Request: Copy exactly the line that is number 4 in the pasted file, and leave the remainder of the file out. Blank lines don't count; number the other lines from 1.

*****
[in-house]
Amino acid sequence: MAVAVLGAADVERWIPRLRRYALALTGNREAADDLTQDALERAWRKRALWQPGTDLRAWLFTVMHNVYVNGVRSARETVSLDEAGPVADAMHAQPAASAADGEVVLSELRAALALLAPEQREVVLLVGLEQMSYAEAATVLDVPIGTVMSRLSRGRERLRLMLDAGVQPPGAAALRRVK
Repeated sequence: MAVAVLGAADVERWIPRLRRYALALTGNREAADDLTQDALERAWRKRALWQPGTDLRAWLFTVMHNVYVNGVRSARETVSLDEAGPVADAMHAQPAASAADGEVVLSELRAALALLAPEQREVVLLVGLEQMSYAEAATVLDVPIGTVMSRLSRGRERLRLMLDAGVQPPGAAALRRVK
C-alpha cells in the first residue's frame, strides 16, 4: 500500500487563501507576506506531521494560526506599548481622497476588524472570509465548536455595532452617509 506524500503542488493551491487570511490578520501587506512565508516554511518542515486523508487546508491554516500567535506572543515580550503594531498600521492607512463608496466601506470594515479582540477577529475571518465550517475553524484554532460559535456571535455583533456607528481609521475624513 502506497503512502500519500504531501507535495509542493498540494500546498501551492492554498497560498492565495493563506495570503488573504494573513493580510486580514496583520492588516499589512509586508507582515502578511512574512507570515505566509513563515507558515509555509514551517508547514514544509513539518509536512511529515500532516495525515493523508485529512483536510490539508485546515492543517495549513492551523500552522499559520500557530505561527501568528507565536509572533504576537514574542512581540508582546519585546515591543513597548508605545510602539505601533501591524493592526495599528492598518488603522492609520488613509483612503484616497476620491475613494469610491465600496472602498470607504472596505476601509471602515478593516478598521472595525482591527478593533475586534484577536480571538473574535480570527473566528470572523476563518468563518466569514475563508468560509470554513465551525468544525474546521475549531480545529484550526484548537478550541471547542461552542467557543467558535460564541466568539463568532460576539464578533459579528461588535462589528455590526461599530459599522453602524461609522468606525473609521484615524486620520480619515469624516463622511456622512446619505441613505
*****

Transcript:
C-alpha cells in the first residue's frame, strides 16, 4: 500500500487563501507576506506531521494560526506599548481622497476588524472570509465548536455595532452617509 506524500503542488493551491487570511490578520501587506512565508516554511518542515486523508487546508491554516500567535506572543515580550503594531498600521492607512463608496466601506470594515479582540477577529475571518465550517475553524484554532460559535456571535455583533456607528481609521475624513 502506497503512502500519500504531501507535495509542493498540494500546498501551492492554498497560498492565495493563506495570503488573504494573513493580510486580514496583520492588516499589512509586508507582515502578511512574512507570515505566509513563515507558515509555509514551517508547514514544509513539518509536512511529515500532516495525515493523508485529512483536510490539508485546515492543517495549513492551523500552522499559520500557530505561527501568528507565536509572533504576537514574542512581540508582546519585546515591543513597548508605545510602539505601533501591524493592526495599528492598518488603522492609520488613509483612503484616497476620491475613494469610491465600496472602498470607504472596505476601509471602515478593516478598521472595525482591527478593533475586534484577536480571538473574535480570527473566528470572523476563518468563518466569514475563508468560509470554513465551525468544525474546521475549531480545529484550526484548537478550541471547542461552542467557543467558535460564541466568539463568532460576539464578533459579528461588535462589528455590526461599530459599522453602524461609522468606525473609521484615524486620520480619515469624516463622511456622512446619505441613505